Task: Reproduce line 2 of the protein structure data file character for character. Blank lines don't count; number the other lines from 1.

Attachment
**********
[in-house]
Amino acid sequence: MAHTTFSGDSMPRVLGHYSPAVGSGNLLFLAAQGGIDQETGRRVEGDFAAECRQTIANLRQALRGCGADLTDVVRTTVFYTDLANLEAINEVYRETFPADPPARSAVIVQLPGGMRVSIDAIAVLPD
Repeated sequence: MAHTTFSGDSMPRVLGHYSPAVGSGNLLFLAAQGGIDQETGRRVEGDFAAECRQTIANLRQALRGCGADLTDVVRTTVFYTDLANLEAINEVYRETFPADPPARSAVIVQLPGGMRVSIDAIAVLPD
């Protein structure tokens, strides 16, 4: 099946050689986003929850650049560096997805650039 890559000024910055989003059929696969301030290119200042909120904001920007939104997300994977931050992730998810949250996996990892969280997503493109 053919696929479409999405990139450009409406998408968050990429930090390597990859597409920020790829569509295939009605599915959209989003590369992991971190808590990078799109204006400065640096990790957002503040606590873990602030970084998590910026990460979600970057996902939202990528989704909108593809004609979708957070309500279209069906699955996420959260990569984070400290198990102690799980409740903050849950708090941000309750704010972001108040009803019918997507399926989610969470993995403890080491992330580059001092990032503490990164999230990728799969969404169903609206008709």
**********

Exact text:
Amino acid sequence: MAHTTFSGDSMPRVLGHYSPAVGSGNLLFLAAQGGIDQETGRRVEGDFAAECRQTIANLRQALRGCGADLTDVVRTTVFYTDLANLEAINEVYRETFPADPPARSAVIVQLPGGMRVSIDAIAVLPD